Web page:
I decided right then and there that my personal motto for the rest of my life was going to be live once, live wild. Life is short, often much shorter than what we think, and common sense too often gets in the way of unforgettable experiences. I guess I figured that if I only have one life to live, I might as well make it as wild as possible. As Henry David Thoreau once said, “I want to suck all the marrow out of life”, and living wildly is for me the only way to do that.
Why connecting with nature is important to me:
I’ve never been the type of guy that has found much inspiration or mysticism within the confines of formal religion. The churches, mosques, temples, and other edifices of formal religion have always felt too stuffy and stale for my personal flavor. At the same time, there is something within me that cries out for deeper meaning than what is superficially apparent.
Being in nature allows me to connect to that mysterious something which is beyond our normal human experience. It gives me a more profound perspective on life and helps me to transcend some of my own selfishness. I guess on a practical level connecting with nature is also profoundly therapeutic for me helping me throw off the sluggishness that comes from sitting behind a desk all week. The fresh air, the beautiful sights, the adrenaline of spotting a gray wolf on the trail: this is what keeps me alive and ticking.
My favorite USA national park is… and why:
Whew… this is a difficult one because there is so much diversity out there. How can you compare the barrenness of the Badlands in South Dakota to the lushness of Glacier National Park in Montana to the smell of salt water hitting the forests of Acadia National Park in Maine? Then there are also the hundreds of national wilderness areas, national forests, state parks, and other protected areas that, though less explored, also offer a unique insight into the beauty of our world.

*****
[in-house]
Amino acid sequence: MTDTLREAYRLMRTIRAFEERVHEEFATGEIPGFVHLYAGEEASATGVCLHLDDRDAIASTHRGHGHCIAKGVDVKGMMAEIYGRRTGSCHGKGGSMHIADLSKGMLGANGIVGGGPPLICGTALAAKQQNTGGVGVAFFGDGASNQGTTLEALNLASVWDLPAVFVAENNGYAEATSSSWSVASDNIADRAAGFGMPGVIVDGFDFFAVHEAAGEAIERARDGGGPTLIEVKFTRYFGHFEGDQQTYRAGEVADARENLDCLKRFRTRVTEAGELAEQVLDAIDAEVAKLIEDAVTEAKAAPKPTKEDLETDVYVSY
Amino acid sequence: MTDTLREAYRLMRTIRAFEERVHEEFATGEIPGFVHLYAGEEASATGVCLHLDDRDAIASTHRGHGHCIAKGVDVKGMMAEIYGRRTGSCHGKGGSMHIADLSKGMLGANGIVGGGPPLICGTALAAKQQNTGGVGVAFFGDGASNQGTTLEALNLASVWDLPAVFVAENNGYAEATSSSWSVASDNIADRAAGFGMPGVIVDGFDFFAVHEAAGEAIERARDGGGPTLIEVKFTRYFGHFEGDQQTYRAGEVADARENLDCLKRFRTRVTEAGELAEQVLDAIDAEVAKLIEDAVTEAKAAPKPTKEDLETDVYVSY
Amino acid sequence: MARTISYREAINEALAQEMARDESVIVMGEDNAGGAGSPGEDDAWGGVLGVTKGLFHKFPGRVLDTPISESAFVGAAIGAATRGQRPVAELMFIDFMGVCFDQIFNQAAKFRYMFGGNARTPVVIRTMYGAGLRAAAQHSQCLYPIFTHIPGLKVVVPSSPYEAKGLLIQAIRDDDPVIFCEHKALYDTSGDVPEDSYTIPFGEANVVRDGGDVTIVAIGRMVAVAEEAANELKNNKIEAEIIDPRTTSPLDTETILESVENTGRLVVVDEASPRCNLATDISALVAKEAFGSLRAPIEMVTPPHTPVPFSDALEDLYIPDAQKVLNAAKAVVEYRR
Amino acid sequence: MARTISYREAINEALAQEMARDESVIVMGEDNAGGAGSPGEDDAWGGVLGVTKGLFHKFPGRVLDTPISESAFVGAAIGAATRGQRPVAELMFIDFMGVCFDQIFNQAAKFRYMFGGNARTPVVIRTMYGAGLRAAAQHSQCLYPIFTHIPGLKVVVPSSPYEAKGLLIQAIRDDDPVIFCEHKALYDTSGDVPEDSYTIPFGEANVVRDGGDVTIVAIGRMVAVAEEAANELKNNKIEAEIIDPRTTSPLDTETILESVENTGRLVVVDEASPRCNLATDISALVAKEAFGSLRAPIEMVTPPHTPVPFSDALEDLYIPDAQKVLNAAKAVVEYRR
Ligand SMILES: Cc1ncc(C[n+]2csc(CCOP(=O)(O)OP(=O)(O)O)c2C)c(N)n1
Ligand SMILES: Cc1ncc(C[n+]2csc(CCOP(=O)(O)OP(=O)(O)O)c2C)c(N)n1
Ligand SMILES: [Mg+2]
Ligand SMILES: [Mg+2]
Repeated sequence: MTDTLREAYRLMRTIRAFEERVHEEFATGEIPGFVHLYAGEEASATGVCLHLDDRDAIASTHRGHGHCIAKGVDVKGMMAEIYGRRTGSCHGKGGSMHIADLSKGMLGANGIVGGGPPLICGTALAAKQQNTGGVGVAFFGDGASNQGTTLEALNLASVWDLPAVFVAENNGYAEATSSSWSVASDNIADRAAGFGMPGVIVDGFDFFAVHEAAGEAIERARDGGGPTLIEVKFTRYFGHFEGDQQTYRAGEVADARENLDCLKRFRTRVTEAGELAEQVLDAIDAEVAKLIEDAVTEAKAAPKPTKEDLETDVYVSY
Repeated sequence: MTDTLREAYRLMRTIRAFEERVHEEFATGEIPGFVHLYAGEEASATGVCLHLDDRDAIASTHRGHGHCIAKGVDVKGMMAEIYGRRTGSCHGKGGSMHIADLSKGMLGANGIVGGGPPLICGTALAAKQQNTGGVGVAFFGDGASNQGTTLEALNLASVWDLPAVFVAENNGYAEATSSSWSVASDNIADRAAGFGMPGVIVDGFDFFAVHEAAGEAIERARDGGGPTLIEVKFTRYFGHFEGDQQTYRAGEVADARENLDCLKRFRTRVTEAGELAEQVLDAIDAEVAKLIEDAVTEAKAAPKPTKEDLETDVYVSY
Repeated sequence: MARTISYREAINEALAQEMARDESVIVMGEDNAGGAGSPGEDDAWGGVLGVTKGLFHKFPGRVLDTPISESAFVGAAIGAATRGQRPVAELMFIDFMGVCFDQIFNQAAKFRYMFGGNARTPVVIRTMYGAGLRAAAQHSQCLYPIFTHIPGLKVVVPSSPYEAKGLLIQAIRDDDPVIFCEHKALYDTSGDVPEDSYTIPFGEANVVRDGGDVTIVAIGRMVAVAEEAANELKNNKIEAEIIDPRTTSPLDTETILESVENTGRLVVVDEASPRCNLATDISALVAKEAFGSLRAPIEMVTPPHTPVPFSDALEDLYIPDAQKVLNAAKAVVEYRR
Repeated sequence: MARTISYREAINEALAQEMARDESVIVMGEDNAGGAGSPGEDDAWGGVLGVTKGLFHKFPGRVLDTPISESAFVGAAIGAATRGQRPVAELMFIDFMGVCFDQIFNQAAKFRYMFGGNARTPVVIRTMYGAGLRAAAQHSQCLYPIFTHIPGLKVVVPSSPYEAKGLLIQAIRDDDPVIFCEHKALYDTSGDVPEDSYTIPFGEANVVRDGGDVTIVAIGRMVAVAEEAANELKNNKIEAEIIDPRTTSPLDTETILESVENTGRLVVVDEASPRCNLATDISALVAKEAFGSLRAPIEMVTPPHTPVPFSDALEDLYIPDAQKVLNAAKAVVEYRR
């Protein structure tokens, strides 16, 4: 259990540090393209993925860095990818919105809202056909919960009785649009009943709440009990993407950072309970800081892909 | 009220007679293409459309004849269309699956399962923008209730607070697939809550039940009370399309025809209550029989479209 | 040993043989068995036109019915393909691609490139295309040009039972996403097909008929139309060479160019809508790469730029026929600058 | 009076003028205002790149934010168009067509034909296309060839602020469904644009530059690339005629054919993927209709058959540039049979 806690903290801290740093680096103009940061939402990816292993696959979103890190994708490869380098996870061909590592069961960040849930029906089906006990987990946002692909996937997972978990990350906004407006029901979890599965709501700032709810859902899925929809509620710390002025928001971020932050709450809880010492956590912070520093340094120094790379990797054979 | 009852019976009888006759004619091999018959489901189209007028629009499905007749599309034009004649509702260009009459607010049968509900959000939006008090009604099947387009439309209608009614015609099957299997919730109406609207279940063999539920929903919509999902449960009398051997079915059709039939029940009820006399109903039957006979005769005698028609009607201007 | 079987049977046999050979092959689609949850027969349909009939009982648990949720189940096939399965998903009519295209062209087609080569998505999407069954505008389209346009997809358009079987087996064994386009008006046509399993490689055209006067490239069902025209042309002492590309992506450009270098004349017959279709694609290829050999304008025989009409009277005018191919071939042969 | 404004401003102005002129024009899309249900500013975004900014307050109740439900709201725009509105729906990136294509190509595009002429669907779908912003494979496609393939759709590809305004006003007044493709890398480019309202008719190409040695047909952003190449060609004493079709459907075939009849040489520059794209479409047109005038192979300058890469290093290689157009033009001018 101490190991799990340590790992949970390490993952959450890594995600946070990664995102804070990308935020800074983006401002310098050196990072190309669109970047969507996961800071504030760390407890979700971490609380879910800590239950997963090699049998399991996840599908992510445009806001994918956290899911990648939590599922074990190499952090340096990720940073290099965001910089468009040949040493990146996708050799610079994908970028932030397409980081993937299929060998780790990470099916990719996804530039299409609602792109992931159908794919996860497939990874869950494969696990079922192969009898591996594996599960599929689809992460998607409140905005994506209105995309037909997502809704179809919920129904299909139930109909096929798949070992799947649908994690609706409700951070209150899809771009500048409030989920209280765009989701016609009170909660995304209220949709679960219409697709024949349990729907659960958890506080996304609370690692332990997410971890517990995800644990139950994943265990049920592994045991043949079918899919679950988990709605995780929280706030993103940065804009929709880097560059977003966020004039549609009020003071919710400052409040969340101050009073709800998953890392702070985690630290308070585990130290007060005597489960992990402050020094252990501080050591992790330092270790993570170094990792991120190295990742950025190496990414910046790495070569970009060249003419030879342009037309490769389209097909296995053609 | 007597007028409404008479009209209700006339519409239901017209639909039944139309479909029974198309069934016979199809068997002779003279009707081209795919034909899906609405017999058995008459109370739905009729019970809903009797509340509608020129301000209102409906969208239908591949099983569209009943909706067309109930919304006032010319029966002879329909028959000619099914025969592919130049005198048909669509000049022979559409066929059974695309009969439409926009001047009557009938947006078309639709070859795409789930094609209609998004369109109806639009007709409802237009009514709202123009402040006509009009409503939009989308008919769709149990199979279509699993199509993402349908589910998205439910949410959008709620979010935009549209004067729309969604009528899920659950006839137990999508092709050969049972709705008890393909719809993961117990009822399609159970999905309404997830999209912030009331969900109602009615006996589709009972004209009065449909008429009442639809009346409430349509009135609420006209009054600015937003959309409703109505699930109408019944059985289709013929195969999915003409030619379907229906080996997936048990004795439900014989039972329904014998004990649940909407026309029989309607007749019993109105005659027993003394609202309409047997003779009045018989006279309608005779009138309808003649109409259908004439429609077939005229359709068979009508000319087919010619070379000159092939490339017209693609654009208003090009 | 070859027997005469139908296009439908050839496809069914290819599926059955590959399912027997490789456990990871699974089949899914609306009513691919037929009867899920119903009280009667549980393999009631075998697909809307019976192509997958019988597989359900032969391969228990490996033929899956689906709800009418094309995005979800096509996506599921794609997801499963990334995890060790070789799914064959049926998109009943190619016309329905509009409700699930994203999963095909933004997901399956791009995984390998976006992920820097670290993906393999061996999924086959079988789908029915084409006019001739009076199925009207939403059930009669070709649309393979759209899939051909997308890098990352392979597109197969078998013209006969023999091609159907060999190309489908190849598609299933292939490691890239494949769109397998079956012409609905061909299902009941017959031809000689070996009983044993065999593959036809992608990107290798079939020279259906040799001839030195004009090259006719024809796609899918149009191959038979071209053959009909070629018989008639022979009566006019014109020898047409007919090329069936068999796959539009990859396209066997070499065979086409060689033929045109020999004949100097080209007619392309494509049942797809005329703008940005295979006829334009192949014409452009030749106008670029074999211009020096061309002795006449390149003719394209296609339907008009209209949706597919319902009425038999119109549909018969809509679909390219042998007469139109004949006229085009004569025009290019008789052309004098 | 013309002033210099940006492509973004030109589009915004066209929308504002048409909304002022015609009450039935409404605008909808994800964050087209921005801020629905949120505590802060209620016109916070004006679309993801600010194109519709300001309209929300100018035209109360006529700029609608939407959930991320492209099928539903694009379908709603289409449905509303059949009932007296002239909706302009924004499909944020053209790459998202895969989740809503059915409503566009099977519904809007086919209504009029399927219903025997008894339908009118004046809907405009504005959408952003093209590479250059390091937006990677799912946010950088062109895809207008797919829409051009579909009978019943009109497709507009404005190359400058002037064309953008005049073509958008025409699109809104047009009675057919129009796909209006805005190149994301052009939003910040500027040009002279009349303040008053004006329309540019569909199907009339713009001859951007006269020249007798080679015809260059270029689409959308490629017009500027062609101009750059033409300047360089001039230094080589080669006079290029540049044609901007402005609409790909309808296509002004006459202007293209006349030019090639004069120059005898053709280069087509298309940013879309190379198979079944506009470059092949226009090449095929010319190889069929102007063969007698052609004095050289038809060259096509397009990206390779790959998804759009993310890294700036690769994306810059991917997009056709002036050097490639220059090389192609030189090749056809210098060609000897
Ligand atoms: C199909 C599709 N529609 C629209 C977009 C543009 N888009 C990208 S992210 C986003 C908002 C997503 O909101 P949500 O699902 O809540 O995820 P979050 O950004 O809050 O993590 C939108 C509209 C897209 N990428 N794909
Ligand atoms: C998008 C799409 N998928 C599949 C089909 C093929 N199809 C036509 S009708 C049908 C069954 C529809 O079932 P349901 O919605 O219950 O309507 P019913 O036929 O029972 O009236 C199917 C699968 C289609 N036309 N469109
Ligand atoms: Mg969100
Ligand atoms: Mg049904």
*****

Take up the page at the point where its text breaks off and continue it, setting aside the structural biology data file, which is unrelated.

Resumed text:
I suppose that if I had to choose one national park in the United States, I’d say that Joshua Tree National Park is my favorite… or at least my current favorite. I’ve recently started getting into rock climbing, and Joshua Tree National Park has some sweet climbs that aren’t too technical for my beginner skills. Also, there is something otherworldly about walking through the barrenness and aridity of a desert landscape, and then suddenly coming upon a lush, almost tropical oasis. During my last trip out there, I spent a night at one of the oases, and the combination of the sight of hundreds of shooting stars blending in with the Milky Way, the cries of nearby coyotes, and the gentle trickle of a small stream was something I’ll never forget.